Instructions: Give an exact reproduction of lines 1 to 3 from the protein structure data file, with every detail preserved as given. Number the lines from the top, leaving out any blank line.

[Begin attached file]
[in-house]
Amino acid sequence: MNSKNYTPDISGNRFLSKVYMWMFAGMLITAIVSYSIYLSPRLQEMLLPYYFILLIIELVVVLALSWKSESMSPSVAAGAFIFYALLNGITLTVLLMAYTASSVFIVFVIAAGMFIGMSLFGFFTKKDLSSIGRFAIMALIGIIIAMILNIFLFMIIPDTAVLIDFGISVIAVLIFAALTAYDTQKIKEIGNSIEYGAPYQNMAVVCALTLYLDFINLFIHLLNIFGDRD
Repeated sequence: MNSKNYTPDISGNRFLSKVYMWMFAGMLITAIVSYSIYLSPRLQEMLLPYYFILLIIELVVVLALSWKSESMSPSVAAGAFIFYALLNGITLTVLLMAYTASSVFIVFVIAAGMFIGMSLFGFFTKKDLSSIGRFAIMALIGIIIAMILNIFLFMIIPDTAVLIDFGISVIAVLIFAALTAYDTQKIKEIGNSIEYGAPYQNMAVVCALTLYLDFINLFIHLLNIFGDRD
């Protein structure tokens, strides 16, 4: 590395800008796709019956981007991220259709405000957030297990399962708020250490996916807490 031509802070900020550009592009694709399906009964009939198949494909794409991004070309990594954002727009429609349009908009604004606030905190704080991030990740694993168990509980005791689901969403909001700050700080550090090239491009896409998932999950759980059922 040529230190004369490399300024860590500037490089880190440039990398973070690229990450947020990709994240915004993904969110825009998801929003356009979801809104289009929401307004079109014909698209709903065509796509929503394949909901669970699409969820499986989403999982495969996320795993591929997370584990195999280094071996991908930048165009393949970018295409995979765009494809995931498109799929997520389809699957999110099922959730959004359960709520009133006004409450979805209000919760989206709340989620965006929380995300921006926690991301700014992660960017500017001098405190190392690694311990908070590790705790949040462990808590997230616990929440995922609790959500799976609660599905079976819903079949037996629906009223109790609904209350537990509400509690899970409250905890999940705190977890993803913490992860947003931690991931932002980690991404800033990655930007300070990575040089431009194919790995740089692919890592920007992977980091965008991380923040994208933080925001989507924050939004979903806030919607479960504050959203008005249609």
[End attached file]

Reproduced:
[in-house]
Amino acid sequence: MNSKNYTPDISGNRFLSKVYMWMFAGMLITAIVSYSIYLSPRLQEMLLPYYFILLIIELVVVLALSWKSESMSPSVAAGAFIFYALLNGITLTVLLMAYTASSVFIVFVIAAGMFIGMSLFGFFTKKDLSSIGRFAIMALIGIIIAMILNIFLFMIIPDTAVLIDFGISVIAVLIFAALTAYDTQKIKEIGNSIEYGAPYQNMAVVCALTLYLDFINLFIHLLNIFGDRD
Repeated sequence: MNSKNYTPDISGNRFLSKVYMWMFAGMLITAIVSYSIYLSPRLQEMLLPYYFILLIIELVVVLALSWKSESMSPSVAAGAFIFYALLNGITLTVLLMAYTASSVFIVFVIAAGMFIGMSLFGFFTKKDLSSIGRFAIMALIGIIIAMILNIFLFMIIPDTAVLIDFGISVIAVLIFAALTAYDTQKIKEIGNSIEYGAPYQNMAVVCALTLYLDFINLFIHLLNIFGDRD